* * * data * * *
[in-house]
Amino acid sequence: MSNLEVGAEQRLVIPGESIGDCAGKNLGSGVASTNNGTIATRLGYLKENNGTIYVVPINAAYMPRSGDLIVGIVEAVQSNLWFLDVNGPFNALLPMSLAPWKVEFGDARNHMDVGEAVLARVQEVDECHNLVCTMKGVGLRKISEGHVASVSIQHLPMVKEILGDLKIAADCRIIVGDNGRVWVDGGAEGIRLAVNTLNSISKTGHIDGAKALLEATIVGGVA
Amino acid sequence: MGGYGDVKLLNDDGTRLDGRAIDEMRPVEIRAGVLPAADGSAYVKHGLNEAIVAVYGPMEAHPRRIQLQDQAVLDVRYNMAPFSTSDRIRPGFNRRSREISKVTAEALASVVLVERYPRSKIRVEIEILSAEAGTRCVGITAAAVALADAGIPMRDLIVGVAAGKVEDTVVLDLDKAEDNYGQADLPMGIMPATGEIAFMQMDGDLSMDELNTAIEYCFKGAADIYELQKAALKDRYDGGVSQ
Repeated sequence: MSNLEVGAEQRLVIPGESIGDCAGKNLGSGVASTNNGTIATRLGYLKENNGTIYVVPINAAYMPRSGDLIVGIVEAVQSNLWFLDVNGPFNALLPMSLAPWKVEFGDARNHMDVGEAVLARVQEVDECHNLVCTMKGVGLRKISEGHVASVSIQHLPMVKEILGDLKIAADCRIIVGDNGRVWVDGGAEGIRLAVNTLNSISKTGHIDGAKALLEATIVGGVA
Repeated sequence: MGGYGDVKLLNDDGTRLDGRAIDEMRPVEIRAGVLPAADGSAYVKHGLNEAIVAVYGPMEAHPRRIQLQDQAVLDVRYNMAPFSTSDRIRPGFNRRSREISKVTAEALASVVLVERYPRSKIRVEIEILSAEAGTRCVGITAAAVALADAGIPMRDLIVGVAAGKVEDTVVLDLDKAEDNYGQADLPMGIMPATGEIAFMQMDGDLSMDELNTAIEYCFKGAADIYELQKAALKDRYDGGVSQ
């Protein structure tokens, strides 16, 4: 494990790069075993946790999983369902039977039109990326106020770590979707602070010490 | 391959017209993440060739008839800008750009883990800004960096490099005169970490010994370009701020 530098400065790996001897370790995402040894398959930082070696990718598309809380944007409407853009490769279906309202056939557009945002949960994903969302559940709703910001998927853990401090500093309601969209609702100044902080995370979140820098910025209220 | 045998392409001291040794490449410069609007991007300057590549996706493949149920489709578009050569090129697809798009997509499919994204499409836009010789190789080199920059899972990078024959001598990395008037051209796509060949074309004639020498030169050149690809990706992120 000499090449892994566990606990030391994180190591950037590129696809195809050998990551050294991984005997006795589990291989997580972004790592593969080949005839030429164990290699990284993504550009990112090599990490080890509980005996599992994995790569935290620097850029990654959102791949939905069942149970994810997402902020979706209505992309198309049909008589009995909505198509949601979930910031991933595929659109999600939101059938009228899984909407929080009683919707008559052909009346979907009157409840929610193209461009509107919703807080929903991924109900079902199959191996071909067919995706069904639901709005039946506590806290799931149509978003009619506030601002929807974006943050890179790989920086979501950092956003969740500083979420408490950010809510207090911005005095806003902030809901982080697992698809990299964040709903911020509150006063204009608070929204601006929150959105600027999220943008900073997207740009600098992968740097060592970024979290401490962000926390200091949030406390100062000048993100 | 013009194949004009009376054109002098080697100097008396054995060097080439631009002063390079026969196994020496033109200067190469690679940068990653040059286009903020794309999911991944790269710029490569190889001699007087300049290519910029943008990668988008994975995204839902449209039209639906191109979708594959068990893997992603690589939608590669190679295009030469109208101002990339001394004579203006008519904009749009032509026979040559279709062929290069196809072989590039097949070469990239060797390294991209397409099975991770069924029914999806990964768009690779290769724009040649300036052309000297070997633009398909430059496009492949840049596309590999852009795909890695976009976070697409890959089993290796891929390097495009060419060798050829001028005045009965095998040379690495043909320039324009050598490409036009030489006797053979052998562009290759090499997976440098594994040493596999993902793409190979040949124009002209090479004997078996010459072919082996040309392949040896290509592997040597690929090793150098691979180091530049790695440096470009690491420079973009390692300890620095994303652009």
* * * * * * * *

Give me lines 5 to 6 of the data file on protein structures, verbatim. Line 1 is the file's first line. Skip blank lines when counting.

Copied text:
Repeated sequence: MGGYGDVKLLNDDGTRLDGRAIDEMRPVEIRAGVLPAADGSAYVKHGLNEAIVAVYGPMEAHPRRIQLQDQAVLDVRYNMAPFSTSDRIRPGFNRRSREISKVTAEALASVVLVERYPRSKIRVEIEILSAEAGTRCVGITAAAVALADAGIPMRDLIVGVAAGKVEDTVVLDLDKAEDNYGQADLPMGIMPATGEIAFMQMDGDLSMDELNTAIEYCFKGAADIYELQKAALKDRYDGGVSQ
């Protein structure tokens, strides 16, 4: 494990790069075993946790999983369902039977039109990326106020770590979707602070010490 | 391959017209993440060739008839800008750009883990800004960096490099005169970490010994370009701020 530098400065790996001897370790995402040894398959930082070696990718598309809380944007409407853009490769279906309202056939557009945002949960994903969302559940709703910001998927853990401090500093309601969209609702100044902080995370979140820098910025209220 | 045998392409001291040794490449410069609007991007300057590549996706493949149920489709578009050569090129697809798009997509499919994204499409836009010789190789080199920059899972990078024959001598990395008037051209796509060949074309004639020498030169050149690809990706992120 000499090449892994566990606990030391994180190591950037590129696809195809050998990551050294991984005997006795589990291989997580972004790592593969080949005839030429164990290699990284993504550009990112090599990490080890509980005996599992994995790569935290620097850029990654959102791949939905069942149970994810997402902020979706209505992309198309049909008589009995909505198509949601979930910031991933595929659109999600939101059938009228899984909407929080009683919707008559052909009346979907009157409840929610193209461009509107919703807080929903991924109900079902199959191996071909067919995706069904639901709005039946506590806290799931149509978003009619506030601002929807974006943050890179790989920086979501950092956003969740500083979420408490950010809510207090911005005095806003902030809901982080697992698809990299964040709903911020509150006063204009608070929204601006929150959105600027999220943008900073997207740009600098992968740097060592970024979290401490962000926390200091949030406390100062000048993100 | 013009194949004009009376054109002098080697100097008396054995060097080439631009002063390079026969196994020496033109200067190469690679940068990653040059286009903020794309999911991944790269710029490569190889001699007087300049290519910029943008990668988008994975995204839902449209039209639906191109979708594959068990893997992603690589939608590669190679295009030469109208101002990339001394004579203006008519904009749009032509026979040559279709062929290069196809072989590039097949070469990239060797390294991209397409099975991770069924029914999806990964768009690779290769724009040649300036052309000297070997633009398909430059496009492949840049596309590999852009795909890695976009976070697409890959089993290796891929390097495009060419060798050829001028005045009965095998040379690495043909320039324009050598490409036009030489006797053979052998562009290759090499997976440098594994040493596999993902793409190979040949124009002209090479004997078996010459072919082996040309392949040896290509592997040597690929090793150098691979180091530049790695440096470009690491420079973009390692300890620095994303652009």